The Ministry of Construction, Transport, and Infrastructure has opened a public debate on the proposed integrated sustainable urban development strategy of the Republic of Serbia through 2030.
The public debate on the proposed integrated sustainable urban development strategy of the Republic of Serbia through 2030 will last until November 4, 2018, with a presentation and discussion to be organized by the ministry on the premises of the Serbian Chamber of Commerce (PKS) on 23 Terazije on October 22, according to a statement from the ministry.
The public debate is open to representatives of state authorities, businesses, public services, international organizations, associations and other representatives of civil society organizations, experts, professors, researchers, other scientists, and other stakeholders.
The bulk of Serbia’s economic activity – over 90% – is centered in around 9% of the country’s urban areas, making the development of the urban economy a key component of the national urban development policy, according to the text of the proposed strategy.
The reasons why the strategy should be produced include fostering an economically efficient, socially just and environmentally responsible urban development; identifying and resolving key urban development problems; encouraging effective use, management, and promotion of urban capital; and creating favorable general and spatial conditions for integrated sustainable urban development in line with the UN’s New Urban Agenda, the Urban Agenda for the EU, the Leipzig Charter on Sustainable European Cities, and other EU documents.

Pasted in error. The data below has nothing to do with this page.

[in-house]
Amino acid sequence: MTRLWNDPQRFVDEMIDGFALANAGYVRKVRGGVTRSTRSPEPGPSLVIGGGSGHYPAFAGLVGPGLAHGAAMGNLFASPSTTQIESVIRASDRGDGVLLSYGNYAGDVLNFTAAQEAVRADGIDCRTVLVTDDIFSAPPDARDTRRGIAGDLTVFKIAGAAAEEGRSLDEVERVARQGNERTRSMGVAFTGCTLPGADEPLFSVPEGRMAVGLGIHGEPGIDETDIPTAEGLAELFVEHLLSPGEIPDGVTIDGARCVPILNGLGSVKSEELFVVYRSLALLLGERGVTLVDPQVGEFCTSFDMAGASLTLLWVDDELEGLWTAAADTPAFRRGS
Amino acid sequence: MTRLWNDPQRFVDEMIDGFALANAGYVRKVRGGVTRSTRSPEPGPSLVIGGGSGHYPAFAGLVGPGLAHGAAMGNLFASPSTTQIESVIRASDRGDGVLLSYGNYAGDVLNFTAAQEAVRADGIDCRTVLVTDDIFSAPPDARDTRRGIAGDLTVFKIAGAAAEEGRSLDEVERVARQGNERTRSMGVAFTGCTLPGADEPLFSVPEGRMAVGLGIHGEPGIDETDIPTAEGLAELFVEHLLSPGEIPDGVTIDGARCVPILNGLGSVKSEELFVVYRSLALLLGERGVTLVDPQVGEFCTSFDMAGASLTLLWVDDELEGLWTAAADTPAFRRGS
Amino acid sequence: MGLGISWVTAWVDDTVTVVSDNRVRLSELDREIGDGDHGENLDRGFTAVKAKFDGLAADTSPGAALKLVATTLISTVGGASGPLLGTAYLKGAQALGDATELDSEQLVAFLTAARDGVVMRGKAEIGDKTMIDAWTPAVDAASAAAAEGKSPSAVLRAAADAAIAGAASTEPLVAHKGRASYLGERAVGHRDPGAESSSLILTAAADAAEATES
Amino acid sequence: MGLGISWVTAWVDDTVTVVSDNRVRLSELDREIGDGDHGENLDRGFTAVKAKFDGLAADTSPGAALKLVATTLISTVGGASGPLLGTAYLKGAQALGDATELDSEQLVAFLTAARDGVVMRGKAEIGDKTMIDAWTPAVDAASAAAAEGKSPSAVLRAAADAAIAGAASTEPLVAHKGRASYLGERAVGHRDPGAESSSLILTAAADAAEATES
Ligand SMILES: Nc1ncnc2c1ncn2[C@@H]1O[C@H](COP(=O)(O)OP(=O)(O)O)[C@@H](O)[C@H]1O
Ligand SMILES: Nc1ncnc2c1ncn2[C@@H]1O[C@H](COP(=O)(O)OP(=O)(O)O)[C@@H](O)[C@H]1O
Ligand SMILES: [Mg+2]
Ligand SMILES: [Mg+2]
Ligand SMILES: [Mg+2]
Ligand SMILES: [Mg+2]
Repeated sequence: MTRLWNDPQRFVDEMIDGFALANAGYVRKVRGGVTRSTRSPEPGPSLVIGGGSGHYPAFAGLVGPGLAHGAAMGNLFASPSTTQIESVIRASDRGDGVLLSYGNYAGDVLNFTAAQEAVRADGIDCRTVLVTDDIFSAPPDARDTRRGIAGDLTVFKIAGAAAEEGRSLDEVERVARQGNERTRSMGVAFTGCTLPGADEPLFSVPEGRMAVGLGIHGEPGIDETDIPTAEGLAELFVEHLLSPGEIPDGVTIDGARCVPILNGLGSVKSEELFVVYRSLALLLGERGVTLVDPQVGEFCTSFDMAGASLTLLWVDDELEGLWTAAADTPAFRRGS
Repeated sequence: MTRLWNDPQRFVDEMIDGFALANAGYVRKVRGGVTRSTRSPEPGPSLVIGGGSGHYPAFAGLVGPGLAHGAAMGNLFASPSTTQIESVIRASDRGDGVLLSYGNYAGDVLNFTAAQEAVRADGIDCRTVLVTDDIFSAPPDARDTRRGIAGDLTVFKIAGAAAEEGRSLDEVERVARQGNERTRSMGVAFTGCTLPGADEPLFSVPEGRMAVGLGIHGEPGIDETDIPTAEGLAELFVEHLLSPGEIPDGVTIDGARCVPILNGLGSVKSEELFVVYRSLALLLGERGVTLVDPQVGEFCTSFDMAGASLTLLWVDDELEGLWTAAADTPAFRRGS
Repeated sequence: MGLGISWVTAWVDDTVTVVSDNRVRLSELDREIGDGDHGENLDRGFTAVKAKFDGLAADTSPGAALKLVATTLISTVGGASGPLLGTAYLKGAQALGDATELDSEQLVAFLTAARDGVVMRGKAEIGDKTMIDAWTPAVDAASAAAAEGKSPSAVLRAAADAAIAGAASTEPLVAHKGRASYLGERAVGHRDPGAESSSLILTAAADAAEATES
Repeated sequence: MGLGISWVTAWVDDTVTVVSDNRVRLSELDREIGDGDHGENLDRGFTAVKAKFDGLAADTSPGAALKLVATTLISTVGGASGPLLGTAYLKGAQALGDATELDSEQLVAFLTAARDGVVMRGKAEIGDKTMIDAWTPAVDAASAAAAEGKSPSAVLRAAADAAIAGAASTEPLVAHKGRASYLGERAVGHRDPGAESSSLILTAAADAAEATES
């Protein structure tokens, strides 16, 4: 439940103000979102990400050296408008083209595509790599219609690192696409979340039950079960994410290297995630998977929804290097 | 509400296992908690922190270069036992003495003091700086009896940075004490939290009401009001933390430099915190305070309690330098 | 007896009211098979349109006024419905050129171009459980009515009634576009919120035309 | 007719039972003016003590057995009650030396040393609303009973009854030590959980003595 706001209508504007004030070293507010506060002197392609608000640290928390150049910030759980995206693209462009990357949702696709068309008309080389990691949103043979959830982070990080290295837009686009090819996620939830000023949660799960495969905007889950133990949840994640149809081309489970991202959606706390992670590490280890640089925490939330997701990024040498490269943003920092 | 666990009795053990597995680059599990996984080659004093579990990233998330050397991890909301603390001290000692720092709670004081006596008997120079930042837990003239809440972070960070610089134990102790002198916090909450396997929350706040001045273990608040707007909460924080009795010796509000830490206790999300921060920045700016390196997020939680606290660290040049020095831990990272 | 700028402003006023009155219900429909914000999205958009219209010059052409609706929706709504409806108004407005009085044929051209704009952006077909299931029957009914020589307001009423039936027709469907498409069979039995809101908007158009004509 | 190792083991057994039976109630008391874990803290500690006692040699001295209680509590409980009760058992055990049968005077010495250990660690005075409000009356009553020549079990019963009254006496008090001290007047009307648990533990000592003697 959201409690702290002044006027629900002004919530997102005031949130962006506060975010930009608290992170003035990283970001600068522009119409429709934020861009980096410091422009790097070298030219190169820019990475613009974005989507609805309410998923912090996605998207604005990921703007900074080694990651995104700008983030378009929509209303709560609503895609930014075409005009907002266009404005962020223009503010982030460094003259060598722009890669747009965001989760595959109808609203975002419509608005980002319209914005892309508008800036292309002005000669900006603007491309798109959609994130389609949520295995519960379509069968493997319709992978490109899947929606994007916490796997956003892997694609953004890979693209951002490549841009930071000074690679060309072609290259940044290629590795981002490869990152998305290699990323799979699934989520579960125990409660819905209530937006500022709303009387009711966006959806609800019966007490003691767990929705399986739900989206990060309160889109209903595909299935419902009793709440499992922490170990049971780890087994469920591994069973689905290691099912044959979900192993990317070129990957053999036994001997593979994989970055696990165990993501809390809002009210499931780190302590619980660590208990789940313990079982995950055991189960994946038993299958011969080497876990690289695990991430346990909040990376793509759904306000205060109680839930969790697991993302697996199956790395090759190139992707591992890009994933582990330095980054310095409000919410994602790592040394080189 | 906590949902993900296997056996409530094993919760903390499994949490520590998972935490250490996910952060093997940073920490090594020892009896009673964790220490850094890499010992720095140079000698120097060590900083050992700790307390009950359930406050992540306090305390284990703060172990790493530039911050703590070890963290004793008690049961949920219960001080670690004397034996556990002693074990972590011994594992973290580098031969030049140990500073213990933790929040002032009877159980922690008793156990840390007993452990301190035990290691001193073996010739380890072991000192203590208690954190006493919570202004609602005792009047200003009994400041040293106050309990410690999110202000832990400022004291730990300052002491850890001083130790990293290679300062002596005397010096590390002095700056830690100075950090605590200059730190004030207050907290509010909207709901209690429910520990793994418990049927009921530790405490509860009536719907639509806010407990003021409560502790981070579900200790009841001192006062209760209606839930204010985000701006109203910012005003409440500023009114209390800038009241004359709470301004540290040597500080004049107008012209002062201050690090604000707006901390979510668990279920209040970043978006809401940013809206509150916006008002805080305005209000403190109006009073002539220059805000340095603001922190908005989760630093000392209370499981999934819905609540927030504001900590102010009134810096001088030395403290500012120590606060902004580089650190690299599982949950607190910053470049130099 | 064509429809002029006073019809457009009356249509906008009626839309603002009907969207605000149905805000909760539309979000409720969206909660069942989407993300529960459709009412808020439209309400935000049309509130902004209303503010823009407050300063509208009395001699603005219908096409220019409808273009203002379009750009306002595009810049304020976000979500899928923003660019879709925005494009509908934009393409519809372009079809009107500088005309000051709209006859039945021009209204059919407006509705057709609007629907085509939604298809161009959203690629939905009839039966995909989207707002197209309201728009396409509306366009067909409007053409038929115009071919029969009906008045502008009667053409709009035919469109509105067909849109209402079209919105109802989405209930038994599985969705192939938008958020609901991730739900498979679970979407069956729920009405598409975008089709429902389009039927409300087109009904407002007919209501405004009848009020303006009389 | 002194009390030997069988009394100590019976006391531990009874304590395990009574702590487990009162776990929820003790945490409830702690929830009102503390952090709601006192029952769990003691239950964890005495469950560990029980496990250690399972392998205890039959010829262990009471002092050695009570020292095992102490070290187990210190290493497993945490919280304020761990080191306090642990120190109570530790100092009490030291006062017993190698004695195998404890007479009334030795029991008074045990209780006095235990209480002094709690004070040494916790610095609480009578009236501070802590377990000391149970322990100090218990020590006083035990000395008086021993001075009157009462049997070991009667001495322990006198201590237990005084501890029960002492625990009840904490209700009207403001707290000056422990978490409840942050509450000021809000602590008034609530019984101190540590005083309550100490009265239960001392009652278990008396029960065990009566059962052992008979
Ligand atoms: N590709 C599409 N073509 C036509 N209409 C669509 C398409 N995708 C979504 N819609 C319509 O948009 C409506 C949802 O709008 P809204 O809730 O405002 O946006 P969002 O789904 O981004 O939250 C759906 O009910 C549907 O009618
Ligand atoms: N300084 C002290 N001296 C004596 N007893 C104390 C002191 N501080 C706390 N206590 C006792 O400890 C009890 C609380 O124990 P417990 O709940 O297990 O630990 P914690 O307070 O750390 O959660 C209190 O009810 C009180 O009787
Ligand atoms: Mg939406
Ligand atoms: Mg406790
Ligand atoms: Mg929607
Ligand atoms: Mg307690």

Possible priority areas of intervention in urban settlements
The strategy identifies priority areas of intervention as guidelines for developing local strategies for integrated sustainable urban development. The identified priority areas of intervention will help formulate national programs to support integrated sustainable urban development.
Priority areas of intervention in urban settlements can be:
- Industrial/business and commercial zones and brownfield locations;
- Illegally built and undeveloped urban sprawls and the degradation of rural areas;
- Compromised urban structures, urban matrices, and central urban areas;
- Parts of urban areas with a high degree of social challenges – social inclusion and poverty reduction;
- Settlements or parts of settlements exposed to environmental problems and climate change;
- Areas with cultural and architectural legacy – the key benchmarks of the cultural and historical development of an urban settlement/group of urban settlements.
The initiative to produce the strategy stems from the memorandum of understanding the ministry and Deutsche Gesellschaft fur Internationale Zusammenarbeit (GIZ) GmbH on behalf of the German government signed on January 25, 2017, in Belgrade as part of the Strengthening Municipal Land Management in the Republic of Serbia project.